"Hathaway and her future husband, Karl Schatz, were citified New Yorkers who dreamed of a life in the country -  "in a many-roomed old house with a wide porch and a big garden."  But how would they pay for it?  Inspired by Ronnybrook Farm Dairy, the pair decide to raise goats. First, they embark on a 40,000-mile odyssey, visiting goat farmers and cheese makers in 43 states.  Hathaway's descriptions of the various characters they meet - both human and goat - are funny and vivid, though occasionally overlong.  This is a book for anyone who's ever imagined going back in time to a simpler life - or anyone who loves cheese."
--Entertainment Weekly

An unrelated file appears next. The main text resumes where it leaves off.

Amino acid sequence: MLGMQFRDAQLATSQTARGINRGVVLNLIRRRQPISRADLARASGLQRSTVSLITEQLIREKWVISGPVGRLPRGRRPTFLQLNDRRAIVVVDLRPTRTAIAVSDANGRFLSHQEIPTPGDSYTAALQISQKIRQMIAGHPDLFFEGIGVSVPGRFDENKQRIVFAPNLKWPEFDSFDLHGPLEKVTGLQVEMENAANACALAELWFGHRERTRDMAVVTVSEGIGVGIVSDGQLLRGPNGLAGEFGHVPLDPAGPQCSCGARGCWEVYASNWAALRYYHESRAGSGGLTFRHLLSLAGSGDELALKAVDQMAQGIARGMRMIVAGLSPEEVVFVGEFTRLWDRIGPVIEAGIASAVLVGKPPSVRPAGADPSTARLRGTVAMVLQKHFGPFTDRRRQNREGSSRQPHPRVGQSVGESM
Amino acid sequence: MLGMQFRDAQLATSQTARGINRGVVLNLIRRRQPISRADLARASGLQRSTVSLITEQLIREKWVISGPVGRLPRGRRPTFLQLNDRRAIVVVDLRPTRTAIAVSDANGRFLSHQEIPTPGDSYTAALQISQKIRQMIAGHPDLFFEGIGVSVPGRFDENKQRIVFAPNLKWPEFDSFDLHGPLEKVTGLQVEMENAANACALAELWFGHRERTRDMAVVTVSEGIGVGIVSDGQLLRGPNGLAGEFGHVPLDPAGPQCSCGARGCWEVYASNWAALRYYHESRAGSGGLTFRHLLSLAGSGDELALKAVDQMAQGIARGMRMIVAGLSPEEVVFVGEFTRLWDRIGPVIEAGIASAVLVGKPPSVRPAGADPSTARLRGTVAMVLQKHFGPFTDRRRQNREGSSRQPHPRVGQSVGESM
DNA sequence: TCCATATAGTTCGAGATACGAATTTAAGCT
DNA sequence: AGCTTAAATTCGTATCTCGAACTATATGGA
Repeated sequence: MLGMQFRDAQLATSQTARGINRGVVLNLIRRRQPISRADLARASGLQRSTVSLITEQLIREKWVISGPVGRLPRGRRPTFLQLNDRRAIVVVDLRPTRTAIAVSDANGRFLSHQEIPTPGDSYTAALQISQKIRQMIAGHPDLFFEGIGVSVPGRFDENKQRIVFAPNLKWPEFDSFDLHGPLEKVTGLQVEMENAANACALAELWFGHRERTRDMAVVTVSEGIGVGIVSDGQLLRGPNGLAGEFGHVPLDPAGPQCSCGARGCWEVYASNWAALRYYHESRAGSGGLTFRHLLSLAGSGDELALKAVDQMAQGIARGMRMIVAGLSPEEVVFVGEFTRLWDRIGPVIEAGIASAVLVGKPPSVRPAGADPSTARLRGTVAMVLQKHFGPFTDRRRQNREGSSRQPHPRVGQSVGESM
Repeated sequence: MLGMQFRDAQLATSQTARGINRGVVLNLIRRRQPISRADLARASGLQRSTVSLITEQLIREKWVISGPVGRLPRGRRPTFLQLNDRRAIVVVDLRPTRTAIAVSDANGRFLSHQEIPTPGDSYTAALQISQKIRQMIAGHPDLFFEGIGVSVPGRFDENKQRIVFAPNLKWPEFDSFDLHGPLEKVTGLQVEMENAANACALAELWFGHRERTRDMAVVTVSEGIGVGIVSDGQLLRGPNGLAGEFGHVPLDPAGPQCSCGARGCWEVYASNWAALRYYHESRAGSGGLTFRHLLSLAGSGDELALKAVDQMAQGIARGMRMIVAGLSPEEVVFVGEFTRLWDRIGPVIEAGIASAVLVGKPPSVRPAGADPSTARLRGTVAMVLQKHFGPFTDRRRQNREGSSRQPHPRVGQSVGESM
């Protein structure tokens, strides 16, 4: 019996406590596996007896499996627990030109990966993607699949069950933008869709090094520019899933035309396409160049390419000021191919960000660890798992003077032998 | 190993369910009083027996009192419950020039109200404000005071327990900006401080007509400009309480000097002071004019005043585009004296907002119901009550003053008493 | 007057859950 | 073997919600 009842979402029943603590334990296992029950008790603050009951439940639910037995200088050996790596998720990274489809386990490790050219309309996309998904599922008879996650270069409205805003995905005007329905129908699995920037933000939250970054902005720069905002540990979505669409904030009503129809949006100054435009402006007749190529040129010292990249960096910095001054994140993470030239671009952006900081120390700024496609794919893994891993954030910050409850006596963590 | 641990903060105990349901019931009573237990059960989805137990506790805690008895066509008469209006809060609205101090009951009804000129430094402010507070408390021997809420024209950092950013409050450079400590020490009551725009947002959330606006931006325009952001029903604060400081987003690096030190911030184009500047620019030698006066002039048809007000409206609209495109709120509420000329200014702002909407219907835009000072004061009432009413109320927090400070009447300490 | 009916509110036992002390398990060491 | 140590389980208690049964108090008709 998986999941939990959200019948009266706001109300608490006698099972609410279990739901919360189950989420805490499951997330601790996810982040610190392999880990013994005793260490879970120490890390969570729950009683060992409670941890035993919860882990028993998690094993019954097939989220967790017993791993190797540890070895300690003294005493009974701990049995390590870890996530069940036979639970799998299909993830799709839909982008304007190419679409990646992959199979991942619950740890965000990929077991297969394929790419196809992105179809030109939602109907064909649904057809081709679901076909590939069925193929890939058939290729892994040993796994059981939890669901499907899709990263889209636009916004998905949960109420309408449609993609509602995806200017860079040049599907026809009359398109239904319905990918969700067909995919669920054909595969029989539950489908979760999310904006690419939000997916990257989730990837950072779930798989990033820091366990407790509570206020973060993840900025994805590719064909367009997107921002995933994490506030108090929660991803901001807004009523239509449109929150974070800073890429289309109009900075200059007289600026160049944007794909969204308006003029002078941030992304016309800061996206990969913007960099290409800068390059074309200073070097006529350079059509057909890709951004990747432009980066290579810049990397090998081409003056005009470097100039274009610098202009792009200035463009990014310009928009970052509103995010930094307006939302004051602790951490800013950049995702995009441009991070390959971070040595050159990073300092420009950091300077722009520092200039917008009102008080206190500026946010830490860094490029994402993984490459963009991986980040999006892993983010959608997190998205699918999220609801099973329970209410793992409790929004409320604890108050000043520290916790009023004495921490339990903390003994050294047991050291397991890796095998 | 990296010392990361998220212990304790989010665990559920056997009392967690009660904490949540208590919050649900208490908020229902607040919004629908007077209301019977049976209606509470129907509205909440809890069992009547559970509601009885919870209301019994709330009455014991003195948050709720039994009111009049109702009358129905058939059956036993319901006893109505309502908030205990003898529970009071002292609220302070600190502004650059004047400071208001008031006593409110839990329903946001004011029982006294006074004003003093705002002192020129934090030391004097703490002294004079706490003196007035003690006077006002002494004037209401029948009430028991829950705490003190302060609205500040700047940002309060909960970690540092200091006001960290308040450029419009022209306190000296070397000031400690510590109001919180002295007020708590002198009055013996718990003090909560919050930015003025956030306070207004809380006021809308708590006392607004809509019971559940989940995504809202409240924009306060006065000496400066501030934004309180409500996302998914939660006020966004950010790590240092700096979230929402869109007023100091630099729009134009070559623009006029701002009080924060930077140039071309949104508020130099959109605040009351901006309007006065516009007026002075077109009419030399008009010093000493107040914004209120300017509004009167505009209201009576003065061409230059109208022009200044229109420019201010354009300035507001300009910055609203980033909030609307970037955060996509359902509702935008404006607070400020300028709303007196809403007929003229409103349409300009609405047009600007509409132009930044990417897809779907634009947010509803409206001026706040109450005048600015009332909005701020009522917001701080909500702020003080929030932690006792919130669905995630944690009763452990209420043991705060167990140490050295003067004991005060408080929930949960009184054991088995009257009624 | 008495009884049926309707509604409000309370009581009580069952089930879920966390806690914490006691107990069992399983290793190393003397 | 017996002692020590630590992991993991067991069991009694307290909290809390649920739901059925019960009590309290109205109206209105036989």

"Burned out by the rigors of New York City, Hathaway and her boyfriend imagined an agricultural life. Self-described foodies (Hathaway managed Manhattan's famed Magnolia bakery), the couple thought about making goat cheese, and after agonizing about how best to realize their dream, they decided to spend a year researching and visiting goat operations throughout the country. In the Year of the Goat, according to the Chinese zodiac, they quit their jobs and set off, camping along the way. Their travels introduce them to goat conventions and festivals (goat chariot races are the headlining attraction at one), world-renowned chefs and cheese experts, and cheese makers at dairies large and small. Hathaway pokes fun at her naive notions of rural life with a sly humor that nicely balances the naked earnestness of the endeavor. The details of animal husbandry and cheese production will intrigue those interested in foods origins, and many readers, particularly city dwellers, will also be captured by the personal story of a young couples unusually thoughtful efforts to build a meaningful life together."